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By all these lovely tokens
September days are here,
With summer’s best of weather
And autumn’s best of cheer.

Helen Hunt Jackson - September
The breezes taste
Of apple peel.
The air is full
Of smells to feel-
Ripe fruit, old footballs,
Burning brush,
New books, erasers,
Chalk, and such.
The bee, his hive,
Well-honeyed hum,
And Mother cuts
Chrysanthemums.
Like plates washed clean
With suds, the days
Are polished with
A morning haze.

John Updike, September
Learn English in September

Another road trip - Sri Lanka and India

1235

Comments

  • takafromtokyotakafromtokyo Posts: 2,966 Inactive
    @mheredge
    Safe flight!
  • mheredgemheredge Posts: 44,838 ✭✭✭✭
    @takafromtokyo I used to like flying in Nepal but the internal flights don't have a very good track record of safety. I lost a couple of friends in a plane crash a few years ago so I tend to be a bit nervous. However I don't mind flying on Yeti Airlines as they have the best safety record.
  • VokVok Posts: 2,143 ✭✭✭✭
    @mheredge I would avoid flying in Nepal unless it was absolutely necessary. I remember having butterflies on a domestic flight in Indonesia, but Nepal airlines safety record is even worse, as far as I know.
  • mheredgemheredge Posts: 44,838 ✭✭✭✭
    @takafromtokyo I think Indonesia and Nepal probably compete to be the worst.

    I have spent half of the day just downloading photos onto my laptop. I must have hundreds of pictures. I have to give a copy of them to the travel agency so they can use them for promotional material. I also have to set up a short slide presentation. It's going to be hard to choose which to show.
  • GemmaRowlandsGemmaRowlands Moderator Posts: 10,331 mod
    I hope you have a safe flight. Sorry to hear that you lost your friends. I think we are very lucky in the UK to have such safe flight stats.
  • mheredgemheredge Posts: 44,838 ✭✭✭✭
    Yes some countries have a very bad record. As well as Nepal, Indonesia, China, and the Philippines have a pretty bad track record.

    I'm having to give a short presentation about my latest road trip immediately after when I get back from a few days away next week. I will have to get it prepared before I go away as I won't have any time after I get back.
  • GemmaRowlandsGemmaRowlands Moderator Posts: 10,331 mod
    I imagine people will find your presentation very interesting indeed. I always enjoy reading about your travels!
  • mheredgemheredge Posts: 44,838 ✭✭✭✭
    Thanks @GemmaRowlands. I have cobbled together some slides with pictures illustrating the places I visited. The focus of the presentation will be mainly the homestays and how these make travelling so much easier as they are all only a few hours apart.
  • mheredgemheredge Posts: 44,838 ✭✭✭✭
    No peace for the wicked. No sooner than I get home and I will need to plan a trip to Sri Lanka. It's a lot farther than from Kathmandu but at least I should have a bit more time there.
  • mheredgemheredge Posts: 44,838 ✭✭✭✭
    On the road again, that is if the air traffic controllers aren't all out on strike at the airport today. I am flying to Sri Lanka and Colombo this time.

    Famous for its tea, Sri Lanka also boasts some very important archaeological sites, fine beaches and is the best place to see leopards in the wild.
  • Shishio13Shishio13 Posts: 172 ✭✭✭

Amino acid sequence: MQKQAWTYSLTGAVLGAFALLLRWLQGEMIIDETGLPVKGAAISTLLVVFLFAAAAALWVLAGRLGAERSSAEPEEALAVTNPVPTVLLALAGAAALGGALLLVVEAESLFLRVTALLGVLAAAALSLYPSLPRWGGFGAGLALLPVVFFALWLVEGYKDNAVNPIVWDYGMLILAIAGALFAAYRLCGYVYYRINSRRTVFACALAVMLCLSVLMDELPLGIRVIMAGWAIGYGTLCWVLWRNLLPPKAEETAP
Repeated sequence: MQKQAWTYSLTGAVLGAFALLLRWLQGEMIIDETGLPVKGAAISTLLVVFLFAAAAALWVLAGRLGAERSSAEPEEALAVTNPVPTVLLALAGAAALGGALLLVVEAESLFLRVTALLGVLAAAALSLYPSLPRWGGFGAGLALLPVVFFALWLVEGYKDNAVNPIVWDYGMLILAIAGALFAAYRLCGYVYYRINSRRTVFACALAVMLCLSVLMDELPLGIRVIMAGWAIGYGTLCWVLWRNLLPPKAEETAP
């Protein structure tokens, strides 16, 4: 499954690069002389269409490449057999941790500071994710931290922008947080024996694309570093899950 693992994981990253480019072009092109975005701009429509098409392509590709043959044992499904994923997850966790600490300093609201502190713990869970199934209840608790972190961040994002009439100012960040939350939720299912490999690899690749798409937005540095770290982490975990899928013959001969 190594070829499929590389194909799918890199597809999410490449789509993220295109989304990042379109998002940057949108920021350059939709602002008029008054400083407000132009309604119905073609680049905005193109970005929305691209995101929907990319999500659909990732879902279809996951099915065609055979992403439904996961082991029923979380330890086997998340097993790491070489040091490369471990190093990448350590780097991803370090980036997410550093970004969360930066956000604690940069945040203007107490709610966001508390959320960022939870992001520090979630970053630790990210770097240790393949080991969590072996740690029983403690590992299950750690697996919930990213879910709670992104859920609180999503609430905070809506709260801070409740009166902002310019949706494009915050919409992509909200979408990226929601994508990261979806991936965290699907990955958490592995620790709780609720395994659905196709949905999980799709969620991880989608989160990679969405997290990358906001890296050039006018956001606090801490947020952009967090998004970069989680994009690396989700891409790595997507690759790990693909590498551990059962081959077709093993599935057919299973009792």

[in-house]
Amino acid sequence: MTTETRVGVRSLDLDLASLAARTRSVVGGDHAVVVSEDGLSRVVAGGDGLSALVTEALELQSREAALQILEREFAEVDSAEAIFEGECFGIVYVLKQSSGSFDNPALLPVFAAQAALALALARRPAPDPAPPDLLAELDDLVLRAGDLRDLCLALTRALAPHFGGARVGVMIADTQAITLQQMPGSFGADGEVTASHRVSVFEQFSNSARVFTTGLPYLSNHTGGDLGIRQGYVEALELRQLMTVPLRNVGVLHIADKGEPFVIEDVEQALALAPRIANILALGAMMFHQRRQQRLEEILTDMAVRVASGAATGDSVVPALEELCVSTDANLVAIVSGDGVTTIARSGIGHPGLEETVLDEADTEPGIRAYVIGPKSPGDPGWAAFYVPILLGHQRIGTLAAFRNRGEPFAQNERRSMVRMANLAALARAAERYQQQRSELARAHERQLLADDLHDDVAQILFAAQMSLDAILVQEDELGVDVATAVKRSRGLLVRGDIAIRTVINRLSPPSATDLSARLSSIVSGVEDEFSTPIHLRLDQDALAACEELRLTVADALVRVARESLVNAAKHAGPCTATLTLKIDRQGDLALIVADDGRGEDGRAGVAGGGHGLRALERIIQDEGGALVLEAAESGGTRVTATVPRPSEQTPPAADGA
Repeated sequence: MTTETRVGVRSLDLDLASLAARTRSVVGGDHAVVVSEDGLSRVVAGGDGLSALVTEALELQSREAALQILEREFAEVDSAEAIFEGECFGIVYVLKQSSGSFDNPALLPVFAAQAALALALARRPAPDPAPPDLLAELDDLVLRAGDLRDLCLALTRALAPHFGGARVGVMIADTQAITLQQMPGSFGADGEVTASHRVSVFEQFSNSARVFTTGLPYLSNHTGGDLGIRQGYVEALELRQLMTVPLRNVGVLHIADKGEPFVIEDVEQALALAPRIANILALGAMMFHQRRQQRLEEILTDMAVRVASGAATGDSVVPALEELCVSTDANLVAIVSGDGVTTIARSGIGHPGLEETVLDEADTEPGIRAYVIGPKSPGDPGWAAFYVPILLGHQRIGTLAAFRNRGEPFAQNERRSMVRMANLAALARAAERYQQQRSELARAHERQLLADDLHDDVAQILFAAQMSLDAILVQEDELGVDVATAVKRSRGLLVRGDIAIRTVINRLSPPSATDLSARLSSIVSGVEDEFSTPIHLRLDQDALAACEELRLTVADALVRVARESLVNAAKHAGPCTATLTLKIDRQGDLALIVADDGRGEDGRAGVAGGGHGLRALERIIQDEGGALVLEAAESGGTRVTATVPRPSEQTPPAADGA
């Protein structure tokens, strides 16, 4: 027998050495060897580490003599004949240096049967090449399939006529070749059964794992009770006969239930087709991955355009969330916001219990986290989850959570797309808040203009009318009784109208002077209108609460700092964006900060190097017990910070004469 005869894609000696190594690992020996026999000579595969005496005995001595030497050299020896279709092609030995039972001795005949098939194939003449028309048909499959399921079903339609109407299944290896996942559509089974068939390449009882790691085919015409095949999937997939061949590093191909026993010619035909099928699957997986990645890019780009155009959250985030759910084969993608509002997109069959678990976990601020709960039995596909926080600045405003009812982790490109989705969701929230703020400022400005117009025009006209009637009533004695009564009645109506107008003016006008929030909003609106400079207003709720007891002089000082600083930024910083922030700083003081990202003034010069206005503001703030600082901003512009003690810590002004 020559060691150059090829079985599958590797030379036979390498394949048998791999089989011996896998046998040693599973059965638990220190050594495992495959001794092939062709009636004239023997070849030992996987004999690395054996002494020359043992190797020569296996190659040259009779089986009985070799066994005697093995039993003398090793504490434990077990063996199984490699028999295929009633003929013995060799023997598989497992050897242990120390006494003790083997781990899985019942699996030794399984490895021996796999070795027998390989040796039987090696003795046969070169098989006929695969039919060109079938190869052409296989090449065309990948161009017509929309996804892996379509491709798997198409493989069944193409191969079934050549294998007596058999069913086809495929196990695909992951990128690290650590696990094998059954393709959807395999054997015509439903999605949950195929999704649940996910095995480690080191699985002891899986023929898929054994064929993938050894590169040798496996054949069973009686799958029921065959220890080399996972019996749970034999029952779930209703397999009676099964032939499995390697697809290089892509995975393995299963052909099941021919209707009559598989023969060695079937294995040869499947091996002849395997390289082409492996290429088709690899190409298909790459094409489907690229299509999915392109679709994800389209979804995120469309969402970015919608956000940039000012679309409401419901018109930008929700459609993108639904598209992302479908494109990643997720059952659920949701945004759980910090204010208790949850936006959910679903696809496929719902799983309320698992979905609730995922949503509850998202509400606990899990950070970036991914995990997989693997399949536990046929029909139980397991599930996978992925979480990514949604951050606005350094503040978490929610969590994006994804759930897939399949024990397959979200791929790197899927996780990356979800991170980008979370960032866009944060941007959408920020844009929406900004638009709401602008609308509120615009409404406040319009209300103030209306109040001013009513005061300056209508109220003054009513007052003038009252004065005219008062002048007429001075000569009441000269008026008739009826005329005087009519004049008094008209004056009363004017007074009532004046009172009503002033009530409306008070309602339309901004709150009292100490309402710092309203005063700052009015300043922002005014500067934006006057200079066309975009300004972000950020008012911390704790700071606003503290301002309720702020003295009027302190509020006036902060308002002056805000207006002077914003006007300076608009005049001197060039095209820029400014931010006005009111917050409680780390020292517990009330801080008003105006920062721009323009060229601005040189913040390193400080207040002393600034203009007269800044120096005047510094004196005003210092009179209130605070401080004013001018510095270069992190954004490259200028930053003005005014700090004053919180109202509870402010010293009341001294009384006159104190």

Wow.. good luck in your trip @mheredge . I hope next year going to visit Sri Lanka. Sri Lanka is the number one destination country for tourist in 2019. It will nice to get your feedback about that country.
  • mheredgemheredge Posts: 44,838 ✭✭✭✭
    It's a lovely place to visit @Shishio13. There's lots to see and it's small and easy to get around.
  • mheredgemheredge Posts: 44,838 ✭✭✭✭
    Yesterday I bumped into a couple of tour leaders, a Canadian and a Pole who both lead groups in Europe (they were having a break for a few weeks and had flown from India). I tagged along and after some lunch, we visited a few places, running after our six foot tall Canadian friend, dodging tuk-tuks and squeezing through the packed streets to see the Dutch Reform Church, called Wolvendaal Church. One of the most important Dutch Colonial era buildings in Sri Lanka, it is also one of the oldest Protestant churches still in use there. Built in 1743, it was outside the city fort in a marshy area and mistaking packs of jackals for wolves, the area became known as Wolvendaal (Wolf's Dale or Wolf's Valley).

    We also headed to a beach near the Fort to see the sunset but it was too overcast to get excited about it. My newfound travel companions wanted to have an ice cream and a burger from MacDonalds. Admittedly the restaurant's terrace did over a good view of the 'sunset.' On a nice evening I guess it would be the perfect viewpoint.

    Today I went to visit a couple of Buddhist temples and then retraced my steps to the Dutch church which I thought I would sketch (I sketched inside the temple complex). Either jet-lag, being too close or just lack of concentration meant after a few false starts, I threw the towel in and walked back to my hostel, only diverting to the restaurant where I'd had lunch yesterday that serves an excellent ginger beer.


  • VokVok Posts: 2,143 ✭✭✭✭
    I was meant to visit the country a few years ago, but my plans fell through back then @mheredge . I've heard that Sri Lanka is not much different from India. I know you've been to both. How do you find Sri Lanka compaired to India?
  • mheredgemheredge Posts: 44,838 ✭✭✭✭
    @Vok, it is perhaps like a very upmarket and civilised India, though actually it is very different in many ways. It is a lovely little country, with lots to see and with very kind and friendly people. About 75% are Buddhist here. There are incredible beaches if you like this sort of thing. There are also many national parks and nature reserves if you are interested in nature. It is said that this is the best place in the world to see a leopard in the wild, if this your thing (I was over the moon when I saw one here). There are also many interesting ancient UNESCO sites, tea gardens and beautiful old towns up in the hills, with scenic historic railways. It's very cheap - maybe similar to India but the roads and hotels seem to be a much better standard. I am very impressed by the room that the travel agent I will be working with tomorrow arranged. I know that it costs around 50 euros a night but it's a very good standard three star which would cost maybe double this in Nepal for a similar room which still might not be as good. And as for food, the cuisine is similar but not at all the same as Indian food. There's lots of fish and they use coconut and fruit a lot. I really recommend the place. Especially now, as the usual problem is that after a suicide bomb attack in April on a church, tourism has been seriously effected. It is very strange, as ISIS claimed responsibility, but there are hardly an Muslims here and it really looks like a random act of craziness. I feel far more at risk going to London or Paris that travelling here.